After 3 vetoes from former Governor Jim Doyle, the Wisconsin state legislature is again going to bring up the need for voter identification at the polls. Wisconsin currently has one of the nations’ least restrictive set of voting requirements, which leads to the potential of voter fraud affecting the results of state and local elections. Those against the legislation say that since there are no known instances of widespread voter fraud in the state (which is true) then this legislation can only lead to voter suppression among minorities, the elderly, and students and will, in the words of one of my very good Democratic Party-koolaid drinking friends, “take away the right to vote from many students.” This statement is patently false.
The right for all people to vote in the municipality they are legally entitled to vote in is affirmed, and in fact, strengthened by this legislation. Voters must show an ID with their current address at the polls in order to register same-day. For out of state students, and for those who have recently moved, this does make same-day registration more difficult. However, the bill allows for any qualified voter to receive (for free) a Wisconsin ID card at a local DMV center with proof of address, which does not truly present too heavy of a burden on voters. This opinion is shared by liberal hero and Supreme Court Justice John Paul Stevens, who wrote in the majority opinion in Crawford vs. Marion County Election Board concerning Indiana voter ID law,
“The relevant burdens here are those imposed on eligible voters who lack photo identification cards that comply with SEA 483. Because Indiana’s cards are free, the inconvenience of going to the Bureau of Motor Vehicles, gathering required documents, and posing for a photograph does not qualify as a substantial burden on most voters’ right to vote, or represent a significant increase over the usual burdens of voting. The severity of the somewhat heavier burden that may be placed on a limited number of persons—e.g., elderly persons born out-of-state, who may have difficulty obtaining a birth certificate—is mitigated by the fact that eligible voters without photo identification may cast provisional ballots that will be counted if they execute the required affidavit at the circuit court clerk’s office. Even assuming that the burden may not be justified as to a few voters, that conclusion is by no means sufficient to establish petitioners’ right to the relief they seek.”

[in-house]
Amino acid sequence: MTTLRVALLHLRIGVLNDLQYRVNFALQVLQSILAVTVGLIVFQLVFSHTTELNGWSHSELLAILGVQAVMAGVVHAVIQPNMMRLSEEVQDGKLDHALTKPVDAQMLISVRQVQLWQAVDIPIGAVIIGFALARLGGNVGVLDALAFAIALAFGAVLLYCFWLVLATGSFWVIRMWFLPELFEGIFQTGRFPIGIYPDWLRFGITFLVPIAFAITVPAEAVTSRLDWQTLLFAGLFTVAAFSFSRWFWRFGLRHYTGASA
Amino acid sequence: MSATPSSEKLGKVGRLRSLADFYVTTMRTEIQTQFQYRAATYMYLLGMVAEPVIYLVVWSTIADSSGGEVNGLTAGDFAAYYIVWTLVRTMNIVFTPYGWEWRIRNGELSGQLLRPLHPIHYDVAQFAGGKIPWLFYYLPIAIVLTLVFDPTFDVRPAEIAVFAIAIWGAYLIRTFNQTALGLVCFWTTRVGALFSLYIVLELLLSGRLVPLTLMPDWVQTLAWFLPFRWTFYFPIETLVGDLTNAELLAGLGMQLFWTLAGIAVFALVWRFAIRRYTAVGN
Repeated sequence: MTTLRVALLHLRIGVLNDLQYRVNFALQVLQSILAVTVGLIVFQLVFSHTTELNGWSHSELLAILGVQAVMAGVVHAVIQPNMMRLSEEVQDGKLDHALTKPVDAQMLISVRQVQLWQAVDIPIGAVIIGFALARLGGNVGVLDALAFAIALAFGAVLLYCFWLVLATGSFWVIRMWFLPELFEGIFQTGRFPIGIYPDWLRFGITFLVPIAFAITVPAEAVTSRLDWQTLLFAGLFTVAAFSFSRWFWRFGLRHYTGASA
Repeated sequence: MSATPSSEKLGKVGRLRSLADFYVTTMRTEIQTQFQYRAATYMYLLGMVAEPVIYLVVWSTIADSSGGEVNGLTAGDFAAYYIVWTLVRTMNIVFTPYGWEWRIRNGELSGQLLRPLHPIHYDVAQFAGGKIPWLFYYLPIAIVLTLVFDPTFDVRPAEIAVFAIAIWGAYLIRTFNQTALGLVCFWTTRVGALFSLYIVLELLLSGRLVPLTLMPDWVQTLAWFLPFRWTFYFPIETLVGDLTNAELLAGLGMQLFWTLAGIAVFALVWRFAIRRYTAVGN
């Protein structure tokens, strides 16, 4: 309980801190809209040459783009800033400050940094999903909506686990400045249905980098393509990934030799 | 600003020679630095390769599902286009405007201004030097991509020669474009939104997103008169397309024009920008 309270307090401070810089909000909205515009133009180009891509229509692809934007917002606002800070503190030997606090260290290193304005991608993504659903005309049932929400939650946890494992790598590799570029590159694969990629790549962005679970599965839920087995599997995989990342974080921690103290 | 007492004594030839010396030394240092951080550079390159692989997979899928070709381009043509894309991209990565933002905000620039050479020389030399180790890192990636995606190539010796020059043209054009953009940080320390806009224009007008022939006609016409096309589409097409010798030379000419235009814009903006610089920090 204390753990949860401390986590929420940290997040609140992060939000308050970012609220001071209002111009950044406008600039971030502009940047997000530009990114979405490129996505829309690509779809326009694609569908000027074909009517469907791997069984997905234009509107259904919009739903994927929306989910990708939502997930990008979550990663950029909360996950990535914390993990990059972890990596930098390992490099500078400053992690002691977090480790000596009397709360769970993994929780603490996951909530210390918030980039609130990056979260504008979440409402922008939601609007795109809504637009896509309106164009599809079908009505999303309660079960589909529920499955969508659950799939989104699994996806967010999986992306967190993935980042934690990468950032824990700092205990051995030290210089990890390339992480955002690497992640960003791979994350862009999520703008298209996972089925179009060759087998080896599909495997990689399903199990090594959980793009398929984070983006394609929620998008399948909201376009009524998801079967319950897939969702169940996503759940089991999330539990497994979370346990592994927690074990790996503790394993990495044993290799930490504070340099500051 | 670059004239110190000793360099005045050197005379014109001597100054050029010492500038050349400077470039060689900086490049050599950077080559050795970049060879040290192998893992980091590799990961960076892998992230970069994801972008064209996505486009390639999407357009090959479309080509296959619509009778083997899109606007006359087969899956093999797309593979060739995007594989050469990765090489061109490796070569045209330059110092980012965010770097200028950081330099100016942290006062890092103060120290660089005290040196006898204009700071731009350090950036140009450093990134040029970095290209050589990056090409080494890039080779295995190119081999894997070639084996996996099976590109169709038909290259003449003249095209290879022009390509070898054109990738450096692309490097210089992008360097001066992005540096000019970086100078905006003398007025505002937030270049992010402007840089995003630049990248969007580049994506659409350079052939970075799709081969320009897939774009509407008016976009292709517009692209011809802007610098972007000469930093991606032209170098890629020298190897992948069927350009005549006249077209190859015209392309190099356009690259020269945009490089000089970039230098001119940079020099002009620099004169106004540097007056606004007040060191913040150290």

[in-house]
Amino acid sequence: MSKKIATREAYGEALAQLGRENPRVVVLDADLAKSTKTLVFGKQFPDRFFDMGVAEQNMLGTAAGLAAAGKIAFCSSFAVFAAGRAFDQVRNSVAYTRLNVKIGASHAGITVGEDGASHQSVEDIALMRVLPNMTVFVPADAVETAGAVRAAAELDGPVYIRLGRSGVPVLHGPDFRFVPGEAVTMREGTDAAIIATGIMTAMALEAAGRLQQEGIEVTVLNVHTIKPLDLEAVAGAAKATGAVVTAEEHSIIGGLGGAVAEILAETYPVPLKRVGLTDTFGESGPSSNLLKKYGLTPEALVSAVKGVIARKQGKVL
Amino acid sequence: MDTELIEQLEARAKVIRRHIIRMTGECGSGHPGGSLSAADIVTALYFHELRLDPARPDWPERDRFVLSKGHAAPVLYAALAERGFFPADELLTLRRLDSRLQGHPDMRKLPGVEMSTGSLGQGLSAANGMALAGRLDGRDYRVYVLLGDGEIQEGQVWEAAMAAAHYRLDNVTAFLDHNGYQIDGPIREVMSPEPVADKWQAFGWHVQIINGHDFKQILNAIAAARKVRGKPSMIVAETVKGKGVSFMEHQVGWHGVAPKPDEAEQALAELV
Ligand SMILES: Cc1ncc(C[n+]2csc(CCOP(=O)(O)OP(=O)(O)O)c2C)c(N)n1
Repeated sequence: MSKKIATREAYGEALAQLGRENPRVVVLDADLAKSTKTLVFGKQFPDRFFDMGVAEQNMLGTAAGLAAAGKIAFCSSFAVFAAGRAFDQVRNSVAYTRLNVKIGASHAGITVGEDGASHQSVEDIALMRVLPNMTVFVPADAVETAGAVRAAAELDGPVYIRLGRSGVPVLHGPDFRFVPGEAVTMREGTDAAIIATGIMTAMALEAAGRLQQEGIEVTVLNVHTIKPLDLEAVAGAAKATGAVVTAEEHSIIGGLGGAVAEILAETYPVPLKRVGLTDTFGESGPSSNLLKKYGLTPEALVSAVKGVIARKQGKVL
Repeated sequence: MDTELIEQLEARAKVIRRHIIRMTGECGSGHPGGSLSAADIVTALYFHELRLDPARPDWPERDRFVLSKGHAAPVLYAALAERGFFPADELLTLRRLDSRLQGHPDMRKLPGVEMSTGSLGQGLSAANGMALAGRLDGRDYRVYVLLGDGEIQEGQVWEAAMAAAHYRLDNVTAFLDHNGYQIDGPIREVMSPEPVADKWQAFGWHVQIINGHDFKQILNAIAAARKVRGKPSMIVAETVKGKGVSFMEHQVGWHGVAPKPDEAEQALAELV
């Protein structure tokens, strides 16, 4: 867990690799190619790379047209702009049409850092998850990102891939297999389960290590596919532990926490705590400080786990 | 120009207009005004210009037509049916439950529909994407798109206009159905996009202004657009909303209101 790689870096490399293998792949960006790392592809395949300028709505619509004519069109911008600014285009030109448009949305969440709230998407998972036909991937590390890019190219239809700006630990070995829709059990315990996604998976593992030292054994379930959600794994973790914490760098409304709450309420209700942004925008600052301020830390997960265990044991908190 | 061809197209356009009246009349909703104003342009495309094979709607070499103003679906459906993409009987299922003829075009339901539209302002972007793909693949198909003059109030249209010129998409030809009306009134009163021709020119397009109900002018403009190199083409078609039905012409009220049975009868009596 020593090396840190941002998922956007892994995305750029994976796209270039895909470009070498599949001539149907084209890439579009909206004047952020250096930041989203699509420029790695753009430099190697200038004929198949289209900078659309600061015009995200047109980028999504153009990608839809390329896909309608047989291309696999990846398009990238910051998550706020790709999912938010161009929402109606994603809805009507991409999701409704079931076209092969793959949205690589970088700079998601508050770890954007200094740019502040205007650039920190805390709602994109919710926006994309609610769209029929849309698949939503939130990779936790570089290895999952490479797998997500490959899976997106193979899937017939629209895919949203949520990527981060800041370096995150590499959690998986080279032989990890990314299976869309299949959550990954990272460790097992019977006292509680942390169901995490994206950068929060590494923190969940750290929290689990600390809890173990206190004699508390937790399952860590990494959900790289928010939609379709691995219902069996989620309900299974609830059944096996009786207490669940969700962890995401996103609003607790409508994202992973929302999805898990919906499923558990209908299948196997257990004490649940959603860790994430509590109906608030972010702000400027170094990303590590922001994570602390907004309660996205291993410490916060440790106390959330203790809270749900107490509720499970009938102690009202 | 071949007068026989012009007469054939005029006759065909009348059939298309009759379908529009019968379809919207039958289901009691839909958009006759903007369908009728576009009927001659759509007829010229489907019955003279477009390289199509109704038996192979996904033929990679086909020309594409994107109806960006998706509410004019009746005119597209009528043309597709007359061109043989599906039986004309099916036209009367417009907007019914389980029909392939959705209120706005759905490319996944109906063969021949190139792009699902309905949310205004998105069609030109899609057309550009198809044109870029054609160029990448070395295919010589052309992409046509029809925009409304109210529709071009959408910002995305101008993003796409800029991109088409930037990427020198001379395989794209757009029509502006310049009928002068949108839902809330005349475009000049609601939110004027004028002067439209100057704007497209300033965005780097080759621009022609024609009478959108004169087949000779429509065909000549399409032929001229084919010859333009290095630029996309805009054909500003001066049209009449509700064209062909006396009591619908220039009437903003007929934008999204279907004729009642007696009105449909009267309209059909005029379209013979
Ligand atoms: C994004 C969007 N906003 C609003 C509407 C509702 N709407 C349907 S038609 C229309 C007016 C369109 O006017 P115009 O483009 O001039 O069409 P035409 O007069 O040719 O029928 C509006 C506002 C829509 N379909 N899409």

All of these mitigating circumstances are present in the Wisconsin law being proposed, and in fact, added to that are provisions not requiring ID if you live in a nursing home, if your ID has been taken away by a law enforcement officer, or if a person is voting absentee from a location they have already shown ID for. Voter ID will not lead to voter suppression of people who truly wish to vote, especially compared to suppression tactics used by the son of US Rep. Gwen Moore in 2004 http://www.wisn.com/news/4113353/detail.html or purported voter caging efforts of the Wisconsin GOP: http://peoplesworld.org/wisconsin-gop-plots-vote-suppression/. Those who wish to vote, can, and will go through the correct process of obtaining a free and updated Wisconsin ID, and in the case of UW Madison students, will be able to use their included bus pass to ride to a DMV center to do so.
When a national student organization such as USSA is giving workshops attended by UW System students where they are teaching illegal immigrants how to commit voter fraud, and when we have students at Marquette University bragging about voting multiple times, we as a state need to make sure that voter fraud will not occur, especially when even small amount of fraud have the potential to change such elections as local races won by 7 votes (Katrina Flores primary loss in Madison’s 8th district in 2009) and state-wide elections won by only .2% of voters (Gore’s Wisconsin win over Bush in 2000).